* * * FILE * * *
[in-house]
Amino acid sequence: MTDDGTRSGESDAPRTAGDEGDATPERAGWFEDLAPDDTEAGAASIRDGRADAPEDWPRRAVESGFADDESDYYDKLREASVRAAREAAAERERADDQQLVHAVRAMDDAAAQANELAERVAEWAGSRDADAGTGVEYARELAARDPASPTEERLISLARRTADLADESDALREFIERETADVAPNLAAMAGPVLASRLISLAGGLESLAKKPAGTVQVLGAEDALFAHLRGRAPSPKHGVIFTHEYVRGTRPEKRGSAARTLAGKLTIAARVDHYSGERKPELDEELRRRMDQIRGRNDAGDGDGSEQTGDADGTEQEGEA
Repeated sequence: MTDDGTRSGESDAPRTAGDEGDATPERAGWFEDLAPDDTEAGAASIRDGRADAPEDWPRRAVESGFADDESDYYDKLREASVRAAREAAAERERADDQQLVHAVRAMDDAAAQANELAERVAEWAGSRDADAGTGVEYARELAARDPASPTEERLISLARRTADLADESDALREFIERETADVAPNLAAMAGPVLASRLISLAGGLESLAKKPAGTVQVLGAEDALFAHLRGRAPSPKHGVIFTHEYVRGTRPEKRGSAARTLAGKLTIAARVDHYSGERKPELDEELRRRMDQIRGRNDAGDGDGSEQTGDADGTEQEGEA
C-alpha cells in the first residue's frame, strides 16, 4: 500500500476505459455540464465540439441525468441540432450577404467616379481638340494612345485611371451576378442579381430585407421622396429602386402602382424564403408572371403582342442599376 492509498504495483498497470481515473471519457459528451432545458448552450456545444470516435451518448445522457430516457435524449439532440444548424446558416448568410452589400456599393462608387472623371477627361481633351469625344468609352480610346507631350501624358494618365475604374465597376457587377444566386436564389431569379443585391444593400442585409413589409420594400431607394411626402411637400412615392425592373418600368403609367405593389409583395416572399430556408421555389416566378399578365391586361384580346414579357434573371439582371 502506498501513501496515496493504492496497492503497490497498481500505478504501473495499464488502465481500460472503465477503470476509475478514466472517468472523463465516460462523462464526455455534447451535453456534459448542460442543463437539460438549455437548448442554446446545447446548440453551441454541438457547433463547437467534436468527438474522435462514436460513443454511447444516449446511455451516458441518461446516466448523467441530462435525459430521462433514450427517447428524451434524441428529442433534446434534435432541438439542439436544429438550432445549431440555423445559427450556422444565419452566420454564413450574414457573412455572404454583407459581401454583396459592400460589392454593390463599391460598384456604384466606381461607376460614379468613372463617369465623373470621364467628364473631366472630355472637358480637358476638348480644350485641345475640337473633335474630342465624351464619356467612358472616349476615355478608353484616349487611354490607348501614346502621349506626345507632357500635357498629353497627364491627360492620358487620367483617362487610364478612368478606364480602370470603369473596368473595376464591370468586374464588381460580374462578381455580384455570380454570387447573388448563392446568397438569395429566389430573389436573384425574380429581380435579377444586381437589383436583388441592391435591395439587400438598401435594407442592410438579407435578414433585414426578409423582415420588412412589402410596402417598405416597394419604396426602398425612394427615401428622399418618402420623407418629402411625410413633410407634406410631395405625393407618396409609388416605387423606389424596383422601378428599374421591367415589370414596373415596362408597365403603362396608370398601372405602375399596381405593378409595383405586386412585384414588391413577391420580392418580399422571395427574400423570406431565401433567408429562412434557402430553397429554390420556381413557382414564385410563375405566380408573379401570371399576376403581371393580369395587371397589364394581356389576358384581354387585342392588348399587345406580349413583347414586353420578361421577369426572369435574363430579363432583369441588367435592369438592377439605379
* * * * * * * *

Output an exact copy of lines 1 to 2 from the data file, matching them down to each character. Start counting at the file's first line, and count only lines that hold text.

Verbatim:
[in-house]
Amino acid sequence: MTDDGTRSGESDAPRTAGDEGDATPERAGWFEDLAPDDTEAGAASIRDGRADAPEDWPRRAVESGFADDESDYYDKLREASVRAAREAAAERERADDQQLVHAVRAMDDAAAQANELAERVAEWAGSRDADAGTGVEYARELAARDPASPTEERLISLARRTADLADESDALREFIERETADVAPNLAAMAGPVLASRLISLAGGLESLAKKPAGTVQVLGAEDALFAHLRGRAPSPKHGVIFTHEYVRGTRPEKRGSAARTLAGKLTIAARVDHYSGERKPELDEELRRRMDQIRGRNDAGDGDGSEQTGDADGTEQEGEA